Transition: It Can be SCARY!

Small Intro to a Big Change

Our childhood is a basis for who we hope to be and what we hope to accomplish. Eventually, we have to transition to adulthood! Transition requires a lot of flexibility. It’s a crazy change, requiring our conscious effort to move on to new things, no matter how they may treat you. It can be scary! “Stressed Out” by Twenty One Pilots discusses this childhood to adulthood transition. Transition is like leaving one chapter behind while moving on to the next one. Though it can be scary, we can use it to our advantage to encourage the birth of the best version of ourselves! “Stressed Out” defines transition through its applicable examples, like relatable childhood scenarios, uncertainty concerning self-confidence and growth, and conclusion in accepting adult responsibility.

The general principle of this song is hesitation to move from childhood to adulthood. Written and sung by Tyler Joseph, with his college friend, Josh Dun, the song is an opinion and life story of the two friends growing up. In the chorus, we see this reluctance to transition displayed in the first two lines, as the singer remembers when his mother used to sing him to sleep. The second verse of the song expresses experiences Tyler felt represented all of what childhood encompassed. The bridge, more detailed, shows many stereotypical childhood memories, including playing pretend, building fantasy travel mechanisms, and dreaming about inconceivable places and worlds which could only be imagined by children.


Change Can be Scary!

The “brutal” world of adulthood is seen in this song as a feared stage of life. Coming from nonchalant and sometimes ignorant childhood, it is! The first verse gives the wishes of Tyler, pointing to the fact that he would improve his ability to sing and write if he was able to. He emphasizes his wishes to find “some better sounds no one’s ever heard,” and to have a “better voice that sang some better words.” These first two lines of the verse rhyme, but in the the last line, Tyler emphasizes his wish not to rhyme every time he sings. He avoids the expected end rhyme, hinting to the fact that caring about what others think has affected the way he produces content. 

“My name’s Blurryface and I care what you think” is a phrase consisting of an eerie, almost absent or hollow-sounding pre-chorus that sounds like another person talking to Tyler. Observing these lines closely, we guess that there may be some underlying meaning in the character known as “Blurryface.” We can assume that “Blurryface” is a character created by Tyler used to symbolize the part of him that is insecure or the side no one else sees, who also allows negative input from others to affect what he creates. The only way Tyler would wish to “have a better voice that sang some better words” would be due to his comparison to others’ voices and lyrics. We can see Tyler’s vulnerable mentality in his specific point not to end with rhyme.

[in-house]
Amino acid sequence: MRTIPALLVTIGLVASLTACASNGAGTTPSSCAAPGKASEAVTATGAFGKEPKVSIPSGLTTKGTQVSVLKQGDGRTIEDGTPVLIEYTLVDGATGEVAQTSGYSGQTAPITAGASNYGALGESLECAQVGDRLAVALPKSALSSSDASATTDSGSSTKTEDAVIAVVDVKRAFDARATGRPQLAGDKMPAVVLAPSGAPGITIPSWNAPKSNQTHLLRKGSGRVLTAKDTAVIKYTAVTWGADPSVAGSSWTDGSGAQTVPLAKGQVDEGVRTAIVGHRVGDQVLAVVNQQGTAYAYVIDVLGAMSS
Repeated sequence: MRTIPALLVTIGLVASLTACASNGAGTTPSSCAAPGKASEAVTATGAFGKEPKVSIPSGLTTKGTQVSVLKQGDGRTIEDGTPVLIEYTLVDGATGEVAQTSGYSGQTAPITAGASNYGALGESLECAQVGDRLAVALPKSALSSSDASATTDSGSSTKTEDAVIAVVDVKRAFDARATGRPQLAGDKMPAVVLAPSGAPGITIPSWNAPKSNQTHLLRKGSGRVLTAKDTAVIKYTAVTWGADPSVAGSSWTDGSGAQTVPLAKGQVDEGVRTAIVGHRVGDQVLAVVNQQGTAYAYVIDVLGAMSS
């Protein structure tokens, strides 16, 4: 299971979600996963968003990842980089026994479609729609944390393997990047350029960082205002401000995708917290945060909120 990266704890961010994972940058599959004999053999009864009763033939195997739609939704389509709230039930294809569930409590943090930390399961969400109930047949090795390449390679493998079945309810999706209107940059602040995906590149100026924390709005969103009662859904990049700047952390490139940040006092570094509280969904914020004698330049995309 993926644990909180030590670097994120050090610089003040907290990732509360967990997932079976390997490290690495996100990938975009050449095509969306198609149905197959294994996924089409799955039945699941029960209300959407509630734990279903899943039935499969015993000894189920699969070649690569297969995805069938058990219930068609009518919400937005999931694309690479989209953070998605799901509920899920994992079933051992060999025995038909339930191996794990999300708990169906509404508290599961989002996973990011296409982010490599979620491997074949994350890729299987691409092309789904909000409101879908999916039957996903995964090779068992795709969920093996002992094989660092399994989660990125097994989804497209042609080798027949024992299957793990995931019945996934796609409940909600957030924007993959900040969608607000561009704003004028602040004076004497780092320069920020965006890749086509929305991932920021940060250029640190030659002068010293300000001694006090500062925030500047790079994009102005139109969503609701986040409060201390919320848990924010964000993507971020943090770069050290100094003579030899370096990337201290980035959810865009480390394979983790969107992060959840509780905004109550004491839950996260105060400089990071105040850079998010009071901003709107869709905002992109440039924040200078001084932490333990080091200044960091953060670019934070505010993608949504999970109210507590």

The Comforts of Childhood

Tyler raps in the second verse about the scents he sometimes smells that remind him of his childhood. He imagines turning them into a candle and selling it, but realizes his brother would be the only one buying it because he is the only one who Tyler shares a childhood with. In the second part of this same verse, Tyler accentuates that the smell would “remind us of when nothing really mattered.” This may suggest that he would love to revisit this time if it were possible. The last line of this verse, “Out of student loans and tree-house homes we all would take the latter”, reinforces that anyone would want the stress-free life of childhood symbolized by treehouses over the adult life filled with responsibility.

The song’s chorus ties the song together into one coherent piece. The chorus,“Wish we could turn back time to the good old days When our momma sang us to sleep but now we’re stressed out”, is straightforward, and generalizes the idea of the  song in just one line. The second line adds a necessary part to the song’s meaning, suggesting that no matter what the children did, at the end of the day they could always count on their mother’s nighttime song to take away their fears. 


Bye, Childhood

The final verse of the song seems to be a banter between an outside source and the singer. The major part, projected by Tyler, is “We used to play pretend,” while the line from the outside source is “Wake up, you need the money.” These phrases could be seen as an internal battle, one between the singer and “Blurryface”, or they could be two distinct people. At the end of the song, the ultimate outcome results in accepting the adult responsibilities and informing listeners that no one can escape them for long. The phrase “Wake up, you need the money”, reinforces the idea of social pressure that often exists, encouraging young people to begin work and to start making an income as an adult. 

Its examples of identifiable early-life scenarios, apprehension in emerging into an adult from a child, and the ultimate necessity to accept adult responsibility make “Stressed Out” by Twenty One Pilots a definition of what it means to transition from childhood to adulthood. Nothing in adulthood is more stressful than the fear of not having enough money, and every part of this song emphasizes just that. To be blunt, transition can be scary! As an adult, it is necessary to become fully capable of providing for yourself, completely on your own. 


WAKE UP!wake-up

It’s true – no one can escape adulthood for long. Time will always go on, and children will always become adults. Eventually, everyone has to assume typical adult responsibilities. It’s a fact of life! However, as I stated in the beginning, we can use this transition opportunity to become the best version of ourselves and to grow in the best ways.



Watch Twenty One Pilot’s “Stressed Out” Music Video HERE:




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